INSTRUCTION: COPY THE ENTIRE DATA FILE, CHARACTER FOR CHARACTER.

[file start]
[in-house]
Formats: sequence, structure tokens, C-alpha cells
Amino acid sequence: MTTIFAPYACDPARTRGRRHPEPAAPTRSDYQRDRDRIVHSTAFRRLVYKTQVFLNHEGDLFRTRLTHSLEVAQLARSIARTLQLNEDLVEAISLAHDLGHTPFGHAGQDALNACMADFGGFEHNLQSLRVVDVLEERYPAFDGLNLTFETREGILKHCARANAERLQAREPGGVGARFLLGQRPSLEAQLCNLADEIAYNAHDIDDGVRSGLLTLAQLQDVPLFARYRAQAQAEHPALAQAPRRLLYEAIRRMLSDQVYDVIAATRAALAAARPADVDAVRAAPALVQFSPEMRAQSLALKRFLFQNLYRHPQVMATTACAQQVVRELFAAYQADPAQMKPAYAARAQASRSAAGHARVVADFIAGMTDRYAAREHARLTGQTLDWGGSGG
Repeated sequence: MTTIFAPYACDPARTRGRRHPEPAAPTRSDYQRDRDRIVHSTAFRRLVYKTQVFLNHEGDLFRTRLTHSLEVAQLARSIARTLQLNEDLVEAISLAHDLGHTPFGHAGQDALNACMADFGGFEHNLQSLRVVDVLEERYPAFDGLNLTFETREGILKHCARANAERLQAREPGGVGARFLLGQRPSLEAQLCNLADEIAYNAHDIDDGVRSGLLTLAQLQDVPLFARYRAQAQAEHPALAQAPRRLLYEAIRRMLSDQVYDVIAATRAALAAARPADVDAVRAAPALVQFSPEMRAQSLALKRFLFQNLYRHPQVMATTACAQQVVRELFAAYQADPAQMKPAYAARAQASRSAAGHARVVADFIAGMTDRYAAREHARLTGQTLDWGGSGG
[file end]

[in-house]
Formats: sequence, structure tokens, C-alpha cells
Amino acid sequence: MTTIFAPYACDPARTRGRRHPEPAAPTRSDYQRDRDRIVHSTAFRRLVYKTQVFLNHEGDLFRTRLTHSLEVAQLARSIARTLQLNEDLVEAISLAHDLGHTPFGHAGQDALNACMADFGGFEHNLQSLRVVDVLEERYPAFDGLNLTFETREGILKHCARANAERLQAREPGGVGARFLLGQRPSLEAQLCNLADEIAYNAHDIDDGVRSGLLTLAQLQDVPLFARYRAQAQAEHPALAQAPRRLLYEAIRRMLSDQVYDVIAATRAALAAARPADVDAVRAAPALVQFSPEMRAQSLALKRFLFQNLYRHPQVMATTACAQQVVRELFAAYQADPAQMKPAYAARAQASRSAAGHARVVADFIAGMTDRYAAREHARLTGQTLDWGGSGG
Repeated sequence: MTTIFAPYACDPARTRGRRHPEPAAPTRSDYQRDRDRIVHSTAFRRLVYKTQVFLNHEGDLFRTRLTHSLEVAQLARSIARTLQLNEDLVEAISLAHDLGHTPFGHAGQDALNACMADFGGFEHNLQSLRVVDVLEERYPAFDGLNLTFETREGILKHCARANAERLQAREPGGVGARFLLGQRPSLEAQLCNLADEIAYNAHDIDDGVRSGLLTLAQLQDVPLFARYRAQAQAEHPALAQAPRRLLYEAIRRMLSDQVYDVIAATRAALAAARPADVDAVRAAPALVQFSPEMRAQSLALKRFLFQNLYRHPQVMATTACAQQVVRELFAAYQADPAQMKPAYAARAQASRSAAGHARVVADFIAGMTDRYAAREHARLTGQTLDWGGSGG